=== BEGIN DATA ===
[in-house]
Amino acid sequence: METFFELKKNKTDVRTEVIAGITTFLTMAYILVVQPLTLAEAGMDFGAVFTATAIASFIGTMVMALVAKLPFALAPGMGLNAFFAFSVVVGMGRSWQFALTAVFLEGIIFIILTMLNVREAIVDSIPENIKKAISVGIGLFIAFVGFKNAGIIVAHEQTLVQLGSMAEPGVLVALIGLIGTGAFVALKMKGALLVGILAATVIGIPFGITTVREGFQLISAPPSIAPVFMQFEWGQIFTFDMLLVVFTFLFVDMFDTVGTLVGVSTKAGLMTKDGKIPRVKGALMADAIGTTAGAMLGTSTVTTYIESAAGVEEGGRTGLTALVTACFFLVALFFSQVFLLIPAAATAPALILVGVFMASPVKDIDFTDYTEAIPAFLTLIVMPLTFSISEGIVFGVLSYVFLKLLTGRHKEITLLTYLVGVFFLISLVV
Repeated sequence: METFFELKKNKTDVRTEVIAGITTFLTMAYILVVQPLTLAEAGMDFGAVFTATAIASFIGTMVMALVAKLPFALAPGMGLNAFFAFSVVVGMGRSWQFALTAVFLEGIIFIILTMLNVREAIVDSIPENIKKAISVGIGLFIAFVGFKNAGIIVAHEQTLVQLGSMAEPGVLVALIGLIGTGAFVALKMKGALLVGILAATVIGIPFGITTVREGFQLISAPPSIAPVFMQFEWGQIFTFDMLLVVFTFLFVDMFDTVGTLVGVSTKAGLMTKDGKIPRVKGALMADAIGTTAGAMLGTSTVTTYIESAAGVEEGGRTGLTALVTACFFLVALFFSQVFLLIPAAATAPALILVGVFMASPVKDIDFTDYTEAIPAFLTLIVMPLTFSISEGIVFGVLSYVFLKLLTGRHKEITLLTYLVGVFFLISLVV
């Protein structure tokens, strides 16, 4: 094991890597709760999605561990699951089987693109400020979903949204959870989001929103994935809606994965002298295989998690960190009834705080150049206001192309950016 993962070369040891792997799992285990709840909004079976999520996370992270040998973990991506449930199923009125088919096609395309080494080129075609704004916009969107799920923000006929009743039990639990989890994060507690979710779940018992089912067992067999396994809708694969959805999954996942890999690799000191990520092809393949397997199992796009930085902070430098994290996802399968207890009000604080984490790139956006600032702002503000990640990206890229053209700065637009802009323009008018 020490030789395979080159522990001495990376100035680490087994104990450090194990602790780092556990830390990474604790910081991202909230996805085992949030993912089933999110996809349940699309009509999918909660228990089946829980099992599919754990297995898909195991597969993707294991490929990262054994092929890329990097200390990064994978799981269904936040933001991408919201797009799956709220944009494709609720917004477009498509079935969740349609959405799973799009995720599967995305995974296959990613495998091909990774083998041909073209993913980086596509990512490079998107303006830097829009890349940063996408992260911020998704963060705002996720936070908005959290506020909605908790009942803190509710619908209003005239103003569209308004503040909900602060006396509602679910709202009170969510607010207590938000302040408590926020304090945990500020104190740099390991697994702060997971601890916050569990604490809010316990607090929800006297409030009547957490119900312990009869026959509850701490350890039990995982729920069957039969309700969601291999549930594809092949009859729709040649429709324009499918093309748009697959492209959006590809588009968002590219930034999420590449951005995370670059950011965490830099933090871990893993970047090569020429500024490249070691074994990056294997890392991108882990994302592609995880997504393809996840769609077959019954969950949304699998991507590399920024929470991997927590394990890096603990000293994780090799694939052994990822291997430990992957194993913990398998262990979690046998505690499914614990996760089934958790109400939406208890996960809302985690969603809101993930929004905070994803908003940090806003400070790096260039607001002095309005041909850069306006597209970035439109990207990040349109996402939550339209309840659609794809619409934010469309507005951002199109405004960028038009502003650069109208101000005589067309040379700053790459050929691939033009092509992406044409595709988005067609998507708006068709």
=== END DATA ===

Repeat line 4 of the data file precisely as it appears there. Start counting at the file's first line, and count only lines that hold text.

């Protein structure tokens, strides 16, 4: 094991890597709760999605561990699951089987693109400020979903949204959870989001929103994935809606994965002298295989998690960190009834705080150049206001192309950016 993962070369040891792997799992285990709840909004079976999520996370992270040998973990991506449930199923009125088919096609395309080494080129075609704004916009969107799920923000006929009743039990639990989890994060507690979710779940018992089912067992067999396994809708694969959805999954996942890999690799000191990520092809393949397997199992796009930085902070430098994290996802399968207890009000604080984490790139956006600032702002503000990640990206890229053209700065637009802009323009008018 020490030789395979080159522990001495990376100035680490087994104990450090194990602790780092556990830390990474604790910081991202909230996805085992949030993912089933999110996809349940699309009509999918909660228990089946829980099992599919754990297995898909195991597969993707294991490929990262054994092929890329990097200390990064994978799981269904936040933001991408919201797009799956709220944009494709609720917004477009498509079935969740349609959405799973799009995720599967995305995974296959990613495998091909990774083998041909073209993913980086596509990512490079998107303006830097829009890349940063996408992260911020998704963060705002996720936070908005959290506020909605908790009942803190509710619908209003005239103003569209308004503040909900602060006396509602679910709202009170969510607010207590938000302040408590926020304090945990500020104190740099390991697994702060997971601890916050569990604490809010316990607090929800006297409030009547957490119900312990009869026959509850701490350890039990995982729920069957039969309700969601291999549930594809092949009859729709040649429709324009499918093309748009697959492209959006590809588009968002590219930034999420590449951005995370670059950011965490830099933090871990893993970047090569020429500024490249070691074994990056294997890392991108882990994302592609995880997504393809996840769609077959019954969950949304699998991507590399920024929470991997927590394990890096603990000293994780090799694939052994990822291997430990992957194993913990398998262990979690046998505690499914614990996760089934958790109400939406208890996960809302985690969603809101993930929004905070994803908003940090806003400070790096260039607001002095309005041909850069306006597209970035439109990207990040349109996402939550339209309840659609794809619409934010469309507005951002199109405004960028038009502003650069109208101000005589067309040379700053790459050929691939033009092509992406044409595709988005067609998507708006068709």